Great post, Doreen and thank you for letting me weigh in! Mary

  • Very cool project going on with Scripps Health Systems in San Diego. The Foundation did a huge cost analysis study and the final recommendation, one that will save millions a year, is to create community based homeless clinics. I will find and send you some links! Hasn’t happened yet but moving in the right direction asking the right questions!

  • It is just unbelievable when you consider the wealth this nation has….and how corporations just cannot be bothered to pay their fair share, or give their employees better benefits.

  • When did we as a culture become so short-sighted that we cannot compare short-term versus long-term costs, just from an economic perspective. The humanitarian perspective, well, how can we turn our back? But as a society, we do.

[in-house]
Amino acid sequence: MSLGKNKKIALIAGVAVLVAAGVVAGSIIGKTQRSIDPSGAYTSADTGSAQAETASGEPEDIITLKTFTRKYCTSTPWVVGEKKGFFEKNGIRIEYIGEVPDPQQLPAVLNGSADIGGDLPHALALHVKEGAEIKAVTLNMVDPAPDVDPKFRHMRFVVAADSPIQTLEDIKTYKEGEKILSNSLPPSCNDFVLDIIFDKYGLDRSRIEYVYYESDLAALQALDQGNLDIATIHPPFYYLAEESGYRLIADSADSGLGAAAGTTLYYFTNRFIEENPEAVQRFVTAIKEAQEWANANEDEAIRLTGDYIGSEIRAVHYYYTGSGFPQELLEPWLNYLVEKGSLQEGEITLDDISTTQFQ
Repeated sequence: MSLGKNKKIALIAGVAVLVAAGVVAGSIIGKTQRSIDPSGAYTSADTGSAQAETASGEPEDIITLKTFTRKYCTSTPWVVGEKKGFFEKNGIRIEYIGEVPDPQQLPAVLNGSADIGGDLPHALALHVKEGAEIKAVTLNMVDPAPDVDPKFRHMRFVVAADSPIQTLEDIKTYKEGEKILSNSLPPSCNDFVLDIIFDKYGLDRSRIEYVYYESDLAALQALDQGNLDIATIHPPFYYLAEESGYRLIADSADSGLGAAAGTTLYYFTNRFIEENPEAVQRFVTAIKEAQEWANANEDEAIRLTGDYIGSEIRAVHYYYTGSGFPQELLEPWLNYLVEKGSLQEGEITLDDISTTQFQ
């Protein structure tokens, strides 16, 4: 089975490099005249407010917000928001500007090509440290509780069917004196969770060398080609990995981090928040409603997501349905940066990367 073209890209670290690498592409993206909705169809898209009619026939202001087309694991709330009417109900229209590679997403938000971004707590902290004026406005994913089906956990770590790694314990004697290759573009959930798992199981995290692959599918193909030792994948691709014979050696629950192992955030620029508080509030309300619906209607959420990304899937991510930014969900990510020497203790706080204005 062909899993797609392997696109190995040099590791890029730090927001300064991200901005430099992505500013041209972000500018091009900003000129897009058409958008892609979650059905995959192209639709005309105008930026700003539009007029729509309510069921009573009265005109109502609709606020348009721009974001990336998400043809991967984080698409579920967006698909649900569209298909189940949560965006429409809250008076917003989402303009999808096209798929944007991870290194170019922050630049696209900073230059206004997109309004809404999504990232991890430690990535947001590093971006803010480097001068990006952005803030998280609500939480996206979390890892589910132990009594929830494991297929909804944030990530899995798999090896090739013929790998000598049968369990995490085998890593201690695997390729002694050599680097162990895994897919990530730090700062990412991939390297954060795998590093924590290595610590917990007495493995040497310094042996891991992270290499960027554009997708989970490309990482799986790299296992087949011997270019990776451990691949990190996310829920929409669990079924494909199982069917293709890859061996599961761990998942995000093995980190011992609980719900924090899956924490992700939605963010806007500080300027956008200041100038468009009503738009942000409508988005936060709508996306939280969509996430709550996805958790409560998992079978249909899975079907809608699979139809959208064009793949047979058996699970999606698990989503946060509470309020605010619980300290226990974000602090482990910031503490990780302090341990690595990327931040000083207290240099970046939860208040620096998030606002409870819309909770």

• this heartbreaking situation is why we support homeless shelters and services in our area.

  • sad:( But we live in this world, and I’m thinking if we are different, acting with compassion, even on a very small scale, there is always hope.
    Children suffering is the worst though 🙁 Totally not their fault 🙁

  • You are amazing, Doreen, and this problem will not go away on its own. We have to speak up and spread awareness about this human issue of taking care of the homeless who are our own.

    Oh, those poor children. It’s heartbreaking. Is there enough being done to address this issue of homelessness? I highly doubt it. I am so glad you addressed this, my friend.

  • The dangers you describe, especially for women and children, are a health risk! Wow. The world seems so heartless.
    Play off the Page

  • Anne:

    Thanks for another educational and enlightening post. It’s so true that many times we are reactionary rather than really dealing with long-term issues in ways which would be better for everyone. Good stuff to keep in mind and maybe one day soon we’ll be smarter.